By Ikechukwu Odu
The 119 villages in the nine autonomous communities in Nsukka town, Nsukka Local Government Area of Enugu State, Wednesday, formalised the eradication of Osu Caste system in their communities.
The decision which was taken by the monarchs, town unions and other traditional institutions in the communities in collaboration with the Initiative for the Eradication of Traditional and Cultural Stigmatization in our Society, IFETACSIOS, was capped up with an interdenominational prayer session cum declarations and ‘Isu Oho’ by the chief priests and ‘Akpuraruas’ from the three quarters which make up Nsukka town.
Speaking during the interdenominational prayer session at the St. John’s Primary School, Ugwuorie, Nsukka, the Catholic bishop of Nsukka Diocese, Most Rev. Godffrey Onah, condemned the reprehensive traditional practice.
Quoting Galatians 3:28, the clergy explained that there was no need for discriminatory practices amongst people created by God.
The bishop who was represented by the Cathedral Administrator, Rev Fr. Eugene Odo, also said “this is the first of its kind in Nsukka cultural zone. There cannot be development amidst strife and discrimination. The Osu caste system needs to be eradicted to enable all memebers of the society contribute their quota in moving the communities forward because we cannot make progress when we discriminate against ourselves,” the cleric said.
He also called for other communities within the Nsukka cultural zone to emulate Nsukka town by initiating steps towards ending harmful cultural practices that are anti people.
Speaking to journalists during the event, the President General of Nsukka Town Union, Chief Joseph Onyeke, while commending the nine autonomous communities in Nsukka town for the landmark achievement, said “By history, we cannot forget the efforts of our noble men and women like William Wilberforce, Mary Slessor who, about 200 years ago, volunteered their lives to make sure slave trade was abolished. Even though they achieved great height in securing legal freedom for the enslaved, some deprivations remained in practice till this day.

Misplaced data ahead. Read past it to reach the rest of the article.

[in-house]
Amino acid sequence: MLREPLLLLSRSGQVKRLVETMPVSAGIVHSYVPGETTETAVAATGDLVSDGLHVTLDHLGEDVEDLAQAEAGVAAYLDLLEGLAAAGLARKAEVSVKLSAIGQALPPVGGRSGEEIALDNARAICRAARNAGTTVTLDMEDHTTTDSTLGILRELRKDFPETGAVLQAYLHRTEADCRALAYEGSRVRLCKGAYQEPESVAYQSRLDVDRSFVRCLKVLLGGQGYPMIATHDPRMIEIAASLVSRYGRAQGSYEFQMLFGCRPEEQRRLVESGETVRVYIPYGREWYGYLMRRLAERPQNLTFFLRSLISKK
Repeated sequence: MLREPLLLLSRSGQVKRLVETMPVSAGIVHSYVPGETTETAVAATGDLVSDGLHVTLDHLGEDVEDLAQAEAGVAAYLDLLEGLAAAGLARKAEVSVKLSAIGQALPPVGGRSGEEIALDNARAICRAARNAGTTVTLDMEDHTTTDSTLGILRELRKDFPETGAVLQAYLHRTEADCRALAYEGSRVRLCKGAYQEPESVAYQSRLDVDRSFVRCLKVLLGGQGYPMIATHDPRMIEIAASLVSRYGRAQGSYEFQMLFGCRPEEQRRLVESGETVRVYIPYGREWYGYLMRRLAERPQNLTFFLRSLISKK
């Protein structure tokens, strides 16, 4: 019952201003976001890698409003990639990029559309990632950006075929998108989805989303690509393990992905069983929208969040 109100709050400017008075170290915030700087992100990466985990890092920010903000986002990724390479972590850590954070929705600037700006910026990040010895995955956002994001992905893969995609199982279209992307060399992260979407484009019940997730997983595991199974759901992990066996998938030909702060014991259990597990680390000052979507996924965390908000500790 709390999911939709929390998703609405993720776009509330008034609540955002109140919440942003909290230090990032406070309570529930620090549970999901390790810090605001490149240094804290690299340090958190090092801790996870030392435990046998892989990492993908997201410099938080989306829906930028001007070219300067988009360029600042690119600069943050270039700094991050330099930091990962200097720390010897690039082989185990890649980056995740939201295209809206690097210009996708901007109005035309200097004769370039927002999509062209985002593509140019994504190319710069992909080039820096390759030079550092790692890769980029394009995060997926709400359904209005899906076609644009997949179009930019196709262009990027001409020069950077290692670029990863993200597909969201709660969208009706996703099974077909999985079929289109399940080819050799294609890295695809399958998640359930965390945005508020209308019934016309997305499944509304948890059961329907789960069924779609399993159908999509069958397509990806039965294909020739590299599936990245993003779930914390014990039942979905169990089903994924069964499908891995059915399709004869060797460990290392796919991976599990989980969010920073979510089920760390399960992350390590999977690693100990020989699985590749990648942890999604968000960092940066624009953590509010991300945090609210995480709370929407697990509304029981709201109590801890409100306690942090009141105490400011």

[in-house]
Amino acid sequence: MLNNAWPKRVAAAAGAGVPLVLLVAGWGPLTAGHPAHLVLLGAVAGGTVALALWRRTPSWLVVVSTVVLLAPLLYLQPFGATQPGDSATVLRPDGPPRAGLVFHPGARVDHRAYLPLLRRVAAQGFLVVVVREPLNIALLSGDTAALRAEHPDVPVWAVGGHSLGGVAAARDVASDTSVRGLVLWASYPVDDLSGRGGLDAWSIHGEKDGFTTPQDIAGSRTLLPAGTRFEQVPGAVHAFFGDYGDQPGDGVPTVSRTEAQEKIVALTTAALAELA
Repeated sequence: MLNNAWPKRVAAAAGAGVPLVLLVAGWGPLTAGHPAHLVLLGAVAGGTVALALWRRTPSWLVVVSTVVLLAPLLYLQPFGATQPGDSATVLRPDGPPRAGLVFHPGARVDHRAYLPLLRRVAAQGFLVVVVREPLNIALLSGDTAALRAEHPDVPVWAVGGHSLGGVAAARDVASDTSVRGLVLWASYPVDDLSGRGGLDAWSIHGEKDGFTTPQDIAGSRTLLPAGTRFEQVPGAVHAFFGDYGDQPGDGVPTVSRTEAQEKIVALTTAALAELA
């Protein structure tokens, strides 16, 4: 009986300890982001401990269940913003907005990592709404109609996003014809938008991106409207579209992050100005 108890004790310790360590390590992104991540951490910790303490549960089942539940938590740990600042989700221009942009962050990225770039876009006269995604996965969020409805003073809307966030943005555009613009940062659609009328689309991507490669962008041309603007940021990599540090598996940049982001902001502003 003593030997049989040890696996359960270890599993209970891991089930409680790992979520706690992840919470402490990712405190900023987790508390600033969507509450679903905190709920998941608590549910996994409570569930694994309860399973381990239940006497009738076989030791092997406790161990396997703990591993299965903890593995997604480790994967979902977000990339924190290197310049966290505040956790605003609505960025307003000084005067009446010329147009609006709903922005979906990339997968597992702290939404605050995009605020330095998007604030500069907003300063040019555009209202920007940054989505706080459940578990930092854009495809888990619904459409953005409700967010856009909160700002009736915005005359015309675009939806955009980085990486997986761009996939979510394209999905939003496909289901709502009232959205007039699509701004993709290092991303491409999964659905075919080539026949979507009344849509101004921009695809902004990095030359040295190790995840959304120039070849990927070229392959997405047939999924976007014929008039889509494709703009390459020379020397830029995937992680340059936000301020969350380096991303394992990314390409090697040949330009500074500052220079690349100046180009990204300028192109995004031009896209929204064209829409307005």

“In practice, discriminations have continued even in this part of the continent. They include denials of intermarriage, title-taking_Oha and Umuada, placement of Oho and Oduatu together and ascending to the height of ‘Onyeishi Aruah among others. The consequences of the above were restiveness and underdevelopment in all sectors of life.
“In Nsukka town, the crises of 1946-1955 regarding the discrimination practices worsened the matter, and ever since then, the problems were managed and never solved,” he said.
Also in his remarks, the traditional ruler of Ihe Nsukka Autonomous Community, HRH, Igwe George Asadu said , that Osu was a creation of humans and not God.
“The segregation lives here on earth and not in heaven. Even the Bible upholds all humans as equal before God,” he said.
He also said that with the eradication of Osu caste system, there would be hitch free intermarriage and equal economic rights which hitherto were not the case before now.
His counterpart of Owerre Nsukka Autonomous Community, HRH, Igwe Emeka Ugwu, said he was happy over the development, adding that he was the first monarch in Nsukka cultural zone to initiate the move towards the abolishment of the discriminatory practices.
In his contribution, the Visioner and Coordinator of IFETACSIOS, Nwada Stella Ogechukwu, while expressing her joy over the abolishment of the practice said “I take full cognizance of other communities that have abolished the caste system, but I call the Nsukka people the pace setters because you came together in strength, might and love to jettison the evil practice.
“I know the kind of efforts that go into achieving such a milestone. Your actions towards achieving this feat are commendable and worthy of emulation,” she said.
Earlier in his address, the chairman of the committee on Total Eradication of Discrimination between Ohu and Amu in Nsukka Town, Barr Peter Odo, described the development as a new dawn in the communities.
“After elaborate deliberations, it was unanimously agreed that the discriminatory practices between ‘Osu and Amu’ be totally eradicated and eliminated,” he announced.
He said that the committee set up to effect the abolishment came up with three solutions of “appeasement, compensation and reparation, adding that those who felt wronged and those whose forefathers may have also wronged others have fully forgiven one another.